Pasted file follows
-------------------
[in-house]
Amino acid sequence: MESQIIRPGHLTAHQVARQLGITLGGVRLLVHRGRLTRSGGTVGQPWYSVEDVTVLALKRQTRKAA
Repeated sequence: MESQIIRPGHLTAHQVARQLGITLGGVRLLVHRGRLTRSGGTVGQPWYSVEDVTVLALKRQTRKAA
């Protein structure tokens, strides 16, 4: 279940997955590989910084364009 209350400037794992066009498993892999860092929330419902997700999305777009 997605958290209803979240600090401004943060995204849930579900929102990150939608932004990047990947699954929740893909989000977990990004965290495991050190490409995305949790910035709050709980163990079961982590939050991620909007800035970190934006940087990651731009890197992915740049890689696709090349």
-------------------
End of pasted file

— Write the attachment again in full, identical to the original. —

[in-house]
Amino acid sequence: MESQIIRPGHLTAHQVARQLGITLGGVRLLVHRGRLTRSGGTVGQPWYSVEDVTVLALKRQTRKAA
Repeated sequence: MESQIIRPGHLTAHQVARQLGITLGGVRLLVHRGRLTRSGGTVGQPWYSVEDVTVLALKRQTRKAA
């Protein structure tokens, strides 16, 4: 279940997955590989910084364009 209350400037794992066009498993892999860092929330419902997700999305777009 997605958290209803979240600090401004943060995204849930579900929102990150939608932004990047990947699954929740893909989000977990990004965290495991050190490409995305949790910035709050709980163990079961982590939050991620909007800035970190934006940087990651731009890197992915740049890689696709090349």